Out of high school I became a conscientious objector against the war, a GI and veterans anti-war organizer. After the Peace Movement, living in Cambridge, Massachusetts, I went on to managing rock n’ roll bands. Ten years later, now in the ’80s, I retreated to my birth town of Portsmouth, New Hampshire. I became a cab driver and started teaching myself how to play guitar.
So What’s All This Got to Do With Lobster, FB-111 Bombers and The Pentagon?
Well, a highly competitive taxi business in a small port city — what with oil tankers, freighter ships and a naval yard and an air force base— is indeed a rather cut throat experience. The small cab owners were always at war with one another and each had an extra niche for getting money, keeping an edge over the other.
In a world of true irony, at one point I found myself driving for what was then A-1 Taxi, owned by a man named Sam.
You guessed it! Sam The Ice Cream Man!
He maintained the same characteristics — still had the cigar clipped to his mouth — except now he was older, balding and what little hair he had was gray. He was also fatter, but his hat was still similar. Much to my chagrin, as the owner of a cut throat taxi company he was anything but friendly.
No more ice cream for me!
In fact, he was rather mob-like. He wasn’t anything like the friendly ice cream man I once knew as a small child. To make matters even more perplexing, depressing actually, was my discovery when I checked out the junk cars — ole’ cabs that bit the dust — in his back yard. Lo and behold, there among them was my favorite ice cream truck before my family hit it big in The American Dream!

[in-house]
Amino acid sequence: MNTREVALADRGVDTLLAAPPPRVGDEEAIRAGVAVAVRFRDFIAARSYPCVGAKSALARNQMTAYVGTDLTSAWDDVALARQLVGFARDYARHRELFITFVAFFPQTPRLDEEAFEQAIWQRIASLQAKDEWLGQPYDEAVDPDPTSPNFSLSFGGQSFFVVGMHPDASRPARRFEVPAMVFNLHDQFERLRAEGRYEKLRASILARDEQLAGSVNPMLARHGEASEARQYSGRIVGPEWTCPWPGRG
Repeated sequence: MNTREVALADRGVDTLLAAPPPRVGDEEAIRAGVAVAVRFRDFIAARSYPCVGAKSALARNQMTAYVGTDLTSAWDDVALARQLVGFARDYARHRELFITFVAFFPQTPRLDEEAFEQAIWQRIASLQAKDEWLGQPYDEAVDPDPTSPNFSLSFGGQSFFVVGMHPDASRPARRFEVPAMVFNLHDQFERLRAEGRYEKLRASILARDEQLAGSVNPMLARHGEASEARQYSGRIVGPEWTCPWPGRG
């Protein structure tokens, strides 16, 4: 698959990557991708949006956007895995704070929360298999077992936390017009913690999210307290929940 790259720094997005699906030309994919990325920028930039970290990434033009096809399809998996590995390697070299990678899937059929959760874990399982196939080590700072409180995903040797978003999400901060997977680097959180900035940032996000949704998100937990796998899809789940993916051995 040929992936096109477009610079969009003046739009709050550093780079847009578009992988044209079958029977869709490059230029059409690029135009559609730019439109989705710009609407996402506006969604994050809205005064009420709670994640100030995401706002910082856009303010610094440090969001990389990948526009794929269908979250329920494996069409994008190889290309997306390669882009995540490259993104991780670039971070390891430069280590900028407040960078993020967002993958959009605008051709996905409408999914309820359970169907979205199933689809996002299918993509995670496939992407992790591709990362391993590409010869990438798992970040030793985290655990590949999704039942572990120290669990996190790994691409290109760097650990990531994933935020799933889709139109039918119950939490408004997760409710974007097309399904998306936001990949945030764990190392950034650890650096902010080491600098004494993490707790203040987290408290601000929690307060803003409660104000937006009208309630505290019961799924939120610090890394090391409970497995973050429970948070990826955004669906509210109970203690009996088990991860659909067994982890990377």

I got to see it again … but no ice cream for me!
So what was Sam’s extra niche to stay ahead in a dog-eats-dog small-time taxi business? Sam had an ‘inside’ connection at Pease AFB. His money-maker was arranging for transport of fresh Maine lobsters with the pilots of the FB-111 bombers who were perfectly capable of swift delivery of lobster to generals and politicians far and wide in North America.
And then, today, comes this news about how The Pentagon maintains a fondness for lobster tails:
The Pentagon Blew $22 Million of Taxpayer Money on Lobster Tail Last Year
Photo: Getty Images On Monday, President Donald Trump released his $4.7 trillion budget proposal, one that…
So that’s the military side of this story.
To add further irony to this story, while driving the cab, I once had to pick up a fare at The Dragon Seed, a Chinese restaurant on the Maine side of the Piscataqua River. On weekends they featured country and western bands.
So I go into the bar to find my fare and I see and hear the country band performing on a large stage. Proving the existence of a fickle finger of fate, there on stage was Gus, the guitar teacher who told me to stick with Little Brown Jug and Yankee Doodle.
Irony of all ironies? He was performing the song Cab Driver. At the time, I had a ’56 Gibson Les Paul, Jr. in the trunk of my cab and I was teaching myself how to play in between taxi fares.
Now, nearly 70 years old, I’ve got my own rock n’ roll band named Climate Change. To keep irony solid, I’m now living in young memories and not old ones. After all, this is only a story in life with a sad military reality.